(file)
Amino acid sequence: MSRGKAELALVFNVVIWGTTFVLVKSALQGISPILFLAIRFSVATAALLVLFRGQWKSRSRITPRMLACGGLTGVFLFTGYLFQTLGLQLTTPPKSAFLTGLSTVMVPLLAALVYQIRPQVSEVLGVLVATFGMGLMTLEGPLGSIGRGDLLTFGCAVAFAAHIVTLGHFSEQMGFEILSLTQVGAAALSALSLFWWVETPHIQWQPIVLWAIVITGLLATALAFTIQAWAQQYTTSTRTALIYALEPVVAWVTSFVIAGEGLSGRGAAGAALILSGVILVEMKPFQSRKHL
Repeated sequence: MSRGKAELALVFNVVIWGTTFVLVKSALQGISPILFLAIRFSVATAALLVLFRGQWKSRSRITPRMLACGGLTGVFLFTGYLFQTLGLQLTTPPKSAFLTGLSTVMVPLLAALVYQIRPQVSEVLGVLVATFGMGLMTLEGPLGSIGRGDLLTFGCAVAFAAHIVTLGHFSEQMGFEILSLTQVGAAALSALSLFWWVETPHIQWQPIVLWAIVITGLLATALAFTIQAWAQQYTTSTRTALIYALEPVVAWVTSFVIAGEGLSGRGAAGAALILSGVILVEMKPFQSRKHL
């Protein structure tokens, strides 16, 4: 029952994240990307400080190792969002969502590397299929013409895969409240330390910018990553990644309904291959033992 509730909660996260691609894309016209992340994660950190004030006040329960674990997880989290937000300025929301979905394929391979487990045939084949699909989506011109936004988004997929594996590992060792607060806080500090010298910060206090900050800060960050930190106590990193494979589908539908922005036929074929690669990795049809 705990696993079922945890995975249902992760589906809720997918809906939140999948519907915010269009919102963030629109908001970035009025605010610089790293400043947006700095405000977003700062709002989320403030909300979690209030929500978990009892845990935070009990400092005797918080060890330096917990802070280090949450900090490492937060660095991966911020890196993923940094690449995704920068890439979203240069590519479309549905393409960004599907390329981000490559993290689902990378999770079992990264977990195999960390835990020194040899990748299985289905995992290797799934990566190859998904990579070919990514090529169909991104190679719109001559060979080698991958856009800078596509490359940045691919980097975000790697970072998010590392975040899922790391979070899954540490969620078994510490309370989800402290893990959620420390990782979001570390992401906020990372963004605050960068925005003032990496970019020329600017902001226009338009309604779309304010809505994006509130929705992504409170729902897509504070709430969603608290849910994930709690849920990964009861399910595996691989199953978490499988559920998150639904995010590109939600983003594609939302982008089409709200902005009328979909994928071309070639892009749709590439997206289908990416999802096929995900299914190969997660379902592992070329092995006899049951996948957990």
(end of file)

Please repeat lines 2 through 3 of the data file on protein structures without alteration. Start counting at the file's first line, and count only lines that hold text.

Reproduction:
Repeated sequence: MSRGKAELALVFNVVIWGTTFVLVKSALQGISPILFLAIRFSVATAALLVLFRGQWKSRSRITPRMLACGGLTGVFLFTGYLFQTLGLQLTTPPKSAFLTGLSTVMVPLLAALVYQIRPQVSEVLGVLVATFGMGLMTLEGPLGSIGRGDLLTFGCAVAFAAHIVTLGHFSEQMGFEILSLTQVGAAALSALSLFWWVETPHIQWQPIVLWAIVITGLLATALAFTIQAWAQQYTTSTRTALIYALEPVVAWVTSFVIAGEGLSGRGAAGAALILSGVILVEMKPFQSRKHL
């Protein structure tokens, strides 16, 4: 029952994240990307400080190792969002969502590397299929013409895969409240330390910018990553990644309904291959033992 509730909660996260691609894309016209992340994660950190004030006040329960674990997880989290937000300025929301979905394929391979487990045939084949699909989506011109936004988004997929594996590992060792607060806080500090010298910060206090900050800060960050930190106590990193494979589908539908922005036929074929690669990795049809 705990696993079922945890995975249902992760589906809720997918809906939140999948519907915010269009919102963030629109908001970035009025605010610089790293400043947006700095405000977003700062709002989320403030909300979690209030929500978990009892845990935070009990400092005797918080060890330096917990802070280090949450900090490492937060660095991966911020890196993923940094690449995704920068890439979203240069590519479309549905393409960004599907390329981000490559993290689902990378999770079992990264977990195999960390835990020194040899990748299985289905995992290797799934990566190859998904990579070919990514090529169909991104190679719109001559060979080698991958856009800078596509490359940045691919980097975000790697970072998010590392975040899922790391979070899954540490969620078994510490309370989800402290893990959620420390990782979001570390992401906020990372963004605050960068925005003032990496970019020329600017902001226009338009309604779309304010809505994006509130929705992504409170729902897509504070709430969603608290849910994930709690849920990964009861399910595996691989199953978490499988559920998150639904995010590109939600983003594609939302982008089409709200902005009328979909994928071309070639892009749709590439997206289908990416999802096929995900299914190969997660379902592992070329092995006899049951996948957990």